Immigrants And Mayflower Descendants ... Distinguished!
Print Friendly and PDF

pin[1]In a current article that considers the experiences of some American financial entrepreneurs who are foreign-born, Amity Shlaes makes a distinction that is tonic to people, such as I, who are wearied by the usual public discussion of immigration: She employs the phrase "whether immigrant or Mayflower descendant."  (See The Tale of the Immigrant and the Federal Energy Regulatory Commission, National Review Online, June 19, 2014)

Yes!!!  Those who arrived on the Mayflower weren't immigrants!

To my mind, this point was best explicated by John O'Sullivan in his review of Samuel Huntington's book Who Are We?.  Wrote O'Sullivan:

[Huntington] points out, for instance, that the U.S. is not “a nation of immigrants.” It is a nation that was founded by settlers—who are very different from immigrants in that they establish a new polity rather than arrive in an existing one—and that has been occupied since by the descendants of those settlers and of immigrants who came later but who assimilated into the American nation. Americans therefore are under no moral obligation to accept anyone who wishes to immigrate on the spurious grounds that everyone is essentially an immigrant. Americans own America, so to speak, and may admit or refuse entry to outsiders on whatever grounds they think fit.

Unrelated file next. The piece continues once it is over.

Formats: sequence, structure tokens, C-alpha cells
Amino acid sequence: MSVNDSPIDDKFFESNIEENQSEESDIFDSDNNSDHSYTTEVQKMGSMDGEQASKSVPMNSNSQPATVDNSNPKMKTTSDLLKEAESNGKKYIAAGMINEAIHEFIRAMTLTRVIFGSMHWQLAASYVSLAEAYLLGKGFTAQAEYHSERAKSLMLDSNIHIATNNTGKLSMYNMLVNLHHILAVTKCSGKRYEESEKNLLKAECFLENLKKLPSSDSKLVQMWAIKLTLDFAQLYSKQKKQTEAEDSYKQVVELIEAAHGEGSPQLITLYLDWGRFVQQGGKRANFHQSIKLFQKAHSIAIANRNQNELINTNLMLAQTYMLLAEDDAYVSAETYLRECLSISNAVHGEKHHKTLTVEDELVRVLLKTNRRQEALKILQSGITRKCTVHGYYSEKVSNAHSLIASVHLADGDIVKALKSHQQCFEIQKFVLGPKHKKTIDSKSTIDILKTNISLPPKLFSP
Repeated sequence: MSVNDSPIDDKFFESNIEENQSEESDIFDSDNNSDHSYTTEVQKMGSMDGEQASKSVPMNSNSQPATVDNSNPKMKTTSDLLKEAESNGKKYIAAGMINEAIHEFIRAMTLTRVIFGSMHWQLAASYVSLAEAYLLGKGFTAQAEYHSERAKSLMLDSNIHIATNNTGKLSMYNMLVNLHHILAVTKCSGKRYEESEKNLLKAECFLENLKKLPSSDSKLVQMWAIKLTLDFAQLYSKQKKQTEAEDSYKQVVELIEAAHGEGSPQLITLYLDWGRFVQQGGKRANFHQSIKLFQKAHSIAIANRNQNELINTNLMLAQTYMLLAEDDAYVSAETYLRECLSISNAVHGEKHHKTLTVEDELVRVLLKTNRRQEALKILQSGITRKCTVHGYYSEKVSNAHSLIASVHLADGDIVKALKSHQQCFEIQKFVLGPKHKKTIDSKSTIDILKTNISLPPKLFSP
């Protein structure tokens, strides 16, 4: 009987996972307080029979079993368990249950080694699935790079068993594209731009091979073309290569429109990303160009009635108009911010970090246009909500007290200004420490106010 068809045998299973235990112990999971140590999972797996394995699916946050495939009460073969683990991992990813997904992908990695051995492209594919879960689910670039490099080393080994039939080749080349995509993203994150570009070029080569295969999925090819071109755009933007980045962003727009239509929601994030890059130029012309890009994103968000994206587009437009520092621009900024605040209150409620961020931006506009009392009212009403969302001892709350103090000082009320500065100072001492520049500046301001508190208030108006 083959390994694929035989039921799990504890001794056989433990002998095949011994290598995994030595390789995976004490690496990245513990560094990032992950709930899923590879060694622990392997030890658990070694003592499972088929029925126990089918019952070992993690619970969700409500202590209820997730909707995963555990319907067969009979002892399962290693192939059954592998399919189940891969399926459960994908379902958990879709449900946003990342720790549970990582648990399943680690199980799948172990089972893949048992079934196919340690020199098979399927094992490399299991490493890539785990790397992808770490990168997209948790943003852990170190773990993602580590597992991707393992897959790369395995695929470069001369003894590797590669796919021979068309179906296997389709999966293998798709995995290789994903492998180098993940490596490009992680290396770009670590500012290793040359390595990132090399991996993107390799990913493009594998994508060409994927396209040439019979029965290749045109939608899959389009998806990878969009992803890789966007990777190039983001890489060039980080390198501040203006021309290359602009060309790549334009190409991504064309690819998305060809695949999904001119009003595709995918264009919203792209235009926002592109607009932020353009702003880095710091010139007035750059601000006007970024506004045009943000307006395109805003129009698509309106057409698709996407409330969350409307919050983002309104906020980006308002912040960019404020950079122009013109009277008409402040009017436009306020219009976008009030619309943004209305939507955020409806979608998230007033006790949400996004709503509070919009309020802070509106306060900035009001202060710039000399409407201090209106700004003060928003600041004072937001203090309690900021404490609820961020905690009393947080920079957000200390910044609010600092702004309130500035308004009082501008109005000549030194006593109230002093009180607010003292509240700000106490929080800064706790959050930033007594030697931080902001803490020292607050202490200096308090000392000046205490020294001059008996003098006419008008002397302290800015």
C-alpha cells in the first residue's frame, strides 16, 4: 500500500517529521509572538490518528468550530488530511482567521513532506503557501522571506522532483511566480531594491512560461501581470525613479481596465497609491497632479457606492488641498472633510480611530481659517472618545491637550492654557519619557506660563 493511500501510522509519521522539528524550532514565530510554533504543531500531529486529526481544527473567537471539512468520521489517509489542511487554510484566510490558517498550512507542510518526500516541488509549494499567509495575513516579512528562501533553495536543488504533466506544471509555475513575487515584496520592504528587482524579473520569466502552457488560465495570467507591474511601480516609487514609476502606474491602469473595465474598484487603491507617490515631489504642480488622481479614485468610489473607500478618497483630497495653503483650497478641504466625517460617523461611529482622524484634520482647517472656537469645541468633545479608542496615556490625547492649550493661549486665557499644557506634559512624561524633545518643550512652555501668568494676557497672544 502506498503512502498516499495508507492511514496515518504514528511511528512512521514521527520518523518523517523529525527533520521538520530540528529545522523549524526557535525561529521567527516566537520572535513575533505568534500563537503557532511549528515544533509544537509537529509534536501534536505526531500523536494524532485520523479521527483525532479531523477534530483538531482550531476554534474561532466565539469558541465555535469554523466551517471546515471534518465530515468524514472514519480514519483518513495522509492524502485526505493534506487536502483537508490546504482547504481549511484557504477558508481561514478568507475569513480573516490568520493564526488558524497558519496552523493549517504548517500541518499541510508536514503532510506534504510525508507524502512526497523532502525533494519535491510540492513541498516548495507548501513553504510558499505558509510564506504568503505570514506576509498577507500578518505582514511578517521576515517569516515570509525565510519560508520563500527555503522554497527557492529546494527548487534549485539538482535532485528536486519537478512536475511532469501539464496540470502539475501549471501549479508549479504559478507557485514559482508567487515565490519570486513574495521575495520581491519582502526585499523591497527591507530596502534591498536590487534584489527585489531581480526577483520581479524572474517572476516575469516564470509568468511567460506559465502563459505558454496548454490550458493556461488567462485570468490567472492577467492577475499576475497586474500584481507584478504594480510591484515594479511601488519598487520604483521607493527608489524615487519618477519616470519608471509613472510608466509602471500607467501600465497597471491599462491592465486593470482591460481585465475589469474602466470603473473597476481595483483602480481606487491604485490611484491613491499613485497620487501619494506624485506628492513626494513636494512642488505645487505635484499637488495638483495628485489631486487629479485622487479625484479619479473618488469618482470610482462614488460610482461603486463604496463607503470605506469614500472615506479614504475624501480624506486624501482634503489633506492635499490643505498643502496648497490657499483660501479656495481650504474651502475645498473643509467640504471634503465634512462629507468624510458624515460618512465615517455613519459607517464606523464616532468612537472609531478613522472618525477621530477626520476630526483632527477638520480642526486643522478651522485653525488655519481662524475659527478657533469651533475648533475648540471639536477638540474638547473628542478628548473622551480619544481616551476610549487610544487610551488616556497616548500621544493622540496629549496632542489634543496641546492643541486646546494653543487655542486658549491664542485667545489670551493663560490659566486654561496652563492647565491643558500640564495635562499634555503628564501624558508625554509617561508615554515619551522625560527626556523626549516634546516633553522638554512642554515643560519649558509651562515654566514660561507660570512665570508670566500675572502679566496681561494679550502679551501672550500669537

[emphasis added]

It might be worthwhile to go house-to-house across the land to get the ideas in that paragraph into every citizen's head.

Print Friendly and PDF